This is not to deny the challenges she faces – and last night’s vote has not made her task any easier. Nonetheless, a successful Brexit opens the doors to a complete overhaul of our political system including the chance to rebuild the trust in our institutions which EU membership has done so much to erode.  We would still be a long way from Switzerland where “only a few lunatics” wish their country to join the EU,  but if we get out without a major economic crash, it will be a step in the right direction.


Photo by San Sharma

Brexit: what we want and what we might get

The last week has seen the publication of a number of positions papers by the Department for Exiting the European Union, covering issues ranging from trade and the jurisdiction of the European Court of Justice through to the Irish border. You will find articles which review each position paper on the website.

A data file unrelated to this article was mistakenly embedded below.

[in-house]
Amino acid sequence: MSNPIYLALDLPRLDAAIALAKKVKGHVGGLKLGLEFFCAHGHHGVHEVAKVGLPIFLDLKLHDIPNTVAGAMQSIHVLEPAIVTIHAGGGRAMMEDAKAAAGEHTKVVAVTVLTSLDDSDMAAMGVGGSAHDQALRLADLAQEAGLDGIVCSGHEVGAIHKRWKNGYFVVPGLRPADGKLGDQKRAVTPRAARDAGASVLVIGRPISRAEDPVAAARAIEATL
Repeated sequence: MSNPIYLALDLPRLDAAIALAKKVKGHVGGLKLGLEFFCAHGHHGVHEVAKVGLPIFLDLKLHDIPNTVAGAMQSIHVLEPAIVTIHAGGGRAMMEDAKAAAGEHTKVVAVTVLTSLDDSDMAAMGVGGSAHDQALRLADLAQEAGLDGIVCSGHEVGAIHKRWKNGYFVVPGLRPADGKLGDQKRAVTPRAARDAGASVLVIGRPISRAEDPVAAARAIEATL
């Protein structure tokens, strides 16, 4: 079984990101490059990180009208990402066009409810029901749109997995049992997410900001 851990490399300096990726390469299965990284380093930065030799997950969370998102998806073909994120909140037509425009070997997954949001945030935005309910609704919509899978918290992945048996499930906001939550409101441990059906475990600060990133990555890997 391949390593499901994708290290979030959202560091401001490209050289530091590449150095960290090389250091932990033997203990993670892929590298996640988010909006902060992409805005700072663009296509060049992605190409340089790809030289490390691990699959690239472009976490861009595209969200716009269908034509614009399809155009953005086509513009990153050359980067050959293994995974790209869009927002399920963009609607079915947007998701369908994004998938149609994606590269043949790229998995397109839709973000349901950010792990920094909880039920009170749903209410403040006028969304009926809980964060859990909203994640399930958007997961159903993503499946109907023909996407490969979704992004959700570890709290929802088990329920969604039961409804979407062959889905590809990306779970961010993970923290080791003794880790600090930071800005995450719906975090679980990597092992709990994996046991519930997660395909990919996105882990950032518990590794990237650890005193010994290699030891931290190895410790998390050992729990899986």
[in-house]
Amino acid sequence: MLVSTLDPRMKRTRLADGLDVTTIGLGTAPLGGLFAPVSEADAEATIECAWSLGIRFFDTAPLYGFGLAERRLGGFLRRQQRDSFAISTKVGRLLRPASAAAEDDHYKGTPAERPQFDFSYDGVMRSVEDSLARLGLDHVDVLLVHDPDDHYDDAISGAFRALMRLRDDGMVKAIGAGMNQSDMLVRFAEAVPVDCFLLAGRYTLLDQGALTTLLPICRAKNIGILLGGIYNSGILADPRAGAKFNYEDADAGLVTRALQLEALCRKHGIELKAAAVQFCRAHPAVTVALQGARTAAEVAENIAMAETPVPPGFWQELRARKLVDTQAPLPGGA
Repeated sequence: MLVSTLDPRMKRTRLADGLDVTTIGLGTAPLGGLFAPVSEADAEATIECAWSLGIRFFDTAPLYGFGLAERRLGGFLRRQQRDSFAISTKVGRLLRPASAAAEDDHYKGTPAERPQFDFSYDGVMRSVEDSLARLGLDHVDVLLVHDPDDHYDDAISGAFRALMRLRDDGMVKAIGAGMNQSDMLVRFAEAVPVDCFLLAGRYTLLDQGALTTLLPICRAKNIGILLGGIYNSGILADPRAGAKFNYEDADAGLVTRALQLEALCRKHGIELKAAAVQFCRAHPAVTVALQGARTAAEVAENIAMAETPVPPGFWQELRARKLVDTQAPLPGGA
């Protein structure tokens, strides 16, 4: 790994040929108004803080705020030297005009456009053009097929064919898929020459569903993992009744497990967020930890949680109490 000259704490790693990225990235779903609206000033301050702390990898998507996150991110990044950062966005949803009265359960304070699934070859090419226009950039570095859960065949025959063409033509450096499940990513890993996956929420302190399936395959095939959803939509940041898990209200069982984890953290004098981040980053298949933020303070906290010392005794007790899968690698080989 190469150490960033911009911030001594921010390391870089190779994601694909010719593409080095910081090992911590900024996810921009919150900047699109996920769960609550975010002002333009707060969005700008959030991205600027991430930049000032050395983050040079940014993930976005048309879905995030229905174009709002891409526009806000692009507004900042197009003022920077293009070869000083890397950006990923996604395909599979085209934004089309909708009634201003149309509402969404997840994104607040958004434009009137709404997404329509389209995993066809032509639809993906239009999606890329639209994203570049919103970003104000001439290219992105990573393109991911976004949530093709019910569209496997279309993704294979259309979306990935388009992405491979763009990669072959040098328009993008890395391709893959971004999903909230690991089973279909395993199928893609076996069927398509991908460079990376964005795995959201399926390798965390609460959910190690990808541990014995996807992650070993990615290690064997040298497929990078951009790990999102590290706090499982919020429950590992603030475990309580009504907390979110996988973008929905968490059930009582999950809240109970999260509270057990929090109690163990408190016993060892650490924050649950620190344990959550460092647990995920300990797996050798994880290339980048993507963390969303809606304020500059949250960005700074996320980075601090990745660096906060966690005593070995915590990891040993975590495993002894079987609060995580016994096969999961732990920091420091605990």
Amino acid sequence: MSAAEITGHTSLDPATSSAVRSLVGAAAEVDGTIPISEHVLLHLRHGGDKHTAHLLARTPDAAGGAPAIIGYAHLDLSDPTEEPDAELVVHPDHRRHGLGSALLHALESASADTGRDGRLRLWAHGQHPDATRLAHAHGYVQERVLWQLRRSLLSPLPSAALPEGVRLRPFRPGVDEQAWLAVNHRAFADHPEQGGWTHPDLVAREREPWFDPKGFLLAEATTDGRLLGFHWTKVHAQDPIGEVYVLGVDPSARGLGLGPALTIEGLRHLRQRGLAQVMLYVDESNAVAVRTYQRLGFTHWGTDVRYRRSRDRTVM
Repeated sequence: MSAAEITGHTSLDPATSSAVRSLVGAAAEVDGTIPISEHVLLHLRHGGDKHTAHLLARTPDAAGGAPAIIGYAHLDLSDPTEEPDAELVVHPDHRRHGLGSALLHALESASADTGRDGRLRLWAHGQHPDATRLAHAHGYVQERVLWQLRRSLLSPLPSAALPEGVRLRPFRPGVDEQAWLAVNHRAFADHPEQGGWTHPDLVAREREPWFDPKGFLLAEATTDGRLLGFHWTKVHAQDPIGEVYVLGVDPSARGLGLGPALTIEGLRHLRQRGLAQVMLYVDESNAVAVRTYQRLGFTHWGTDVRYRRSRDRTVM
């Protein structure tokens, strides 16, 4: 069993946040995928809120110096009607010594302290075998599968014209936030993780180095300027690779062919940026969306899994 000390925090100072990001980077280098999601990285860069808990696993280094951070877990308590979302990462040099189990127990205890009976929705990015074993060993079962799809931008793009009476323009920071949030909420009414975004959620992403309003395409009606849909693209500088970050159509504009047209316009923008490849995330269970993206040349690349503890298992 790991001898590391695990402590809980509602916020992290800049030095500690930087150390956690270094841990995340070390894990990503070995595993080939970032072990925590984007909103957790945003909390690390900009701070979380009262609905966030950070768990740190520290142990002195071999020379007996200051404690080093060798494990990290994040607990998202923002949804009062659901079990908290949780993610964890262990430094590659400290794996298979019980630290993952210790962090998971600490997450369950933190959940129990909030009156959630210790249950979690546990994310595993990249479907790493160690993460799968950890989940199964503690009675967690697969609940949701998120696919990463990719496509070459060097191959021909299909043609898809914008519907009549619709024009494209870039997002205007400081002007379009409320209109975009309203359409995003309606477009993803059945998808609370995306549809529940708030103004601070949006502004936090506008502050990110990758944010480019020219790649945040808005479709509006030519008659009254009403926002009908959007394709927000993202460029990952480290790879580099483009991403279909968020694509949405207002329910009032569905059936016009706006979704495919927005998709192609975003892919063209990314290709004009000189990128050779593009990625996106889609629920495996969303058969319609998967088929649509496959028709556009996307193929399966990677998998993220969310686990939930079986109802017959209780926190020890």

Of course, what the UK government wants and what the EU will agree to may not be the same thing. Indeed,  at least one commentator is claiming that the position papers do not yet reflect a final government position but are but one side of “an internal debate within the Conservative Party.”

But what do UK voters want from Brexit? A survey by the London School of Economics and Oxford University asked more than 3,000 people for their thoughts – including both leave and remain voters.

The most interesting finding is the unity between remain and leave voters on a number of issues. Barely one third of those surveyed are keen on single market membership, ongoing EU payments, free movement and the jurisdiction of the ECJ once we leave. Significantly, this majority includes a number of remain voters.